Throughout the pandemic, many people benefited from the government’s financial assistance in the form of stimulus packages and increased unemployment benefits. But now that the U.S. is opening up again, what are current public policies doing to revitalize the economy, get people back to work, and lift people out of poverty? Let’s play “Two Truths and a Lie” to learn more. Which of the following is NOT true?

A. Minimum wage hikes for entry-level jobs hurt the poor.
B. Greater unemployment benefits increase the unemployment rate.
C. Workers are rejecting jobs due to COVID-19 school and daycare closures.  

Let’s take these statements one at a time:

A. TRUTH! Minimum wage hikes yield job losses and disincentivize hiring, especially among the poorest, least-educated and lowest-skilled people—who need jobs the most. Despite this, President Biden has pushed to raise the minimum wage, passing an executive order mandating $15 minimum wage for federal contractors

The cost of higher minimum wages are passed on to consumers through higher prices of goods, which hits poorer households hardest. 

B. TRUTH! In February, President Biden issued an executive order removing work requirements (including searching for employment) to receive Medicaid. He also signed legislation, the American Rescue Plan of 2021, that continues to enhance federal jobless benefits by providing an extra $300 weekly on top of baseline unemployment payments.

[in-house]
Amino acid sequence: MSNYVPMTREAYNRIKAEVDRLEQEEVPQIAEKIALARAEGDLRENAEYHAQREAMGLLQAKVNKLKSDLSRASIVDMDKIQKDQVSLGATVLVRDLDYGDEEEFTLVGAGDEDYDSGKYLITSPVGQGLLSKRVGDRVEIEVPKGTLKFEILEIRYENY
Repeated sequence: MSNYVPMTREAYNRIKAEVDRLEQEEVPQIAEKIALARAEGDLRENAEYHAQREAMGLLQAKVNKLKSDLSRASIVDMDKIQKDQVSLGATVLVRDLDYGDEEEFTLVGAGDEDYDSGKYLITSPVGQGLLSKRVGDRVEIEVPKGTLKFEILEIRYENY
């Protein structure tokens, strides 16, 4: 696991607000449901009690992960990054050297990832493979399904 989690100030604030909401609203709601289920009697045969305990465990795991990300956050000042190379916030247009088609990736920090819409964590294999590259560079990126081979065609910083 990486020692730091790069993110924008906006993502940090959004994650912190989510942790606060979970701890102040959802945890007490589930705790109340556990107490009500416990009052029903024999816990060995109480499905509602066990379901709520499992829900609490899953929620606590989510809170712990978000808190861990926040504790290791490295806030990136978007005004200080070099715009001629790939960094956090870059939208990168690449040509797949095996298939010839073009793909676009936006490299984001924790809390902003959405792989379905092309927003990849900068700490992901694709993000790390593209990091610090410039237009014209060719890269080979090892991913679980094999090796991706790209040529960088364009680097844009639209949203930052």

These ongoing benefits and stimulus payments are beginning to work against the goal of returning workers to the labor force. Despite the economy adding jobs, the unemployment rate ticked up 0.1 percentage point in April 2021 to 6.1 percent. Though it decreased in May 2021 to 5.8 percent, the Bureau of Labor statistics reported a record high of 8.1 million on the last business day of March (most recent data available). Nearly half of small-business owners reported unfilled job openings in May, according to the National Federation of Independent Business, a record high and 26 points higher than the decades-long average of 22 percent. 

C. LIE! Parents of young children are not the ones causing the spike in unemployment rates, easy unemployment money is, and most Americans agree. According to May 2021 polling by Harvard University with HarrisX, an overwhelming 76 percent of Americans said people are “staying on unemployment because they can make more money.” Only 24 percent of Americans say “that is not the case.” 

Policymakers should not use COVID-19 emergency tools to create permanent employment disincentives that distort employment markets, are magnets for fraud and risk triggering inflation. Yet Biden supports ongoing, COVID-related enhanced federal jobless benefits, an extra $300 weekly on top of baseline unemployment payments. As the pandemic subsides, this leaves many businesses, particularly restaurants and hotels, struggling to fill openings. 

Rather than punish work or reward unemployment, policymakers should embrace tools that encourage work to increase economic mobility for more Americans without triggering unintended consequences that may stall our overall economic rebound.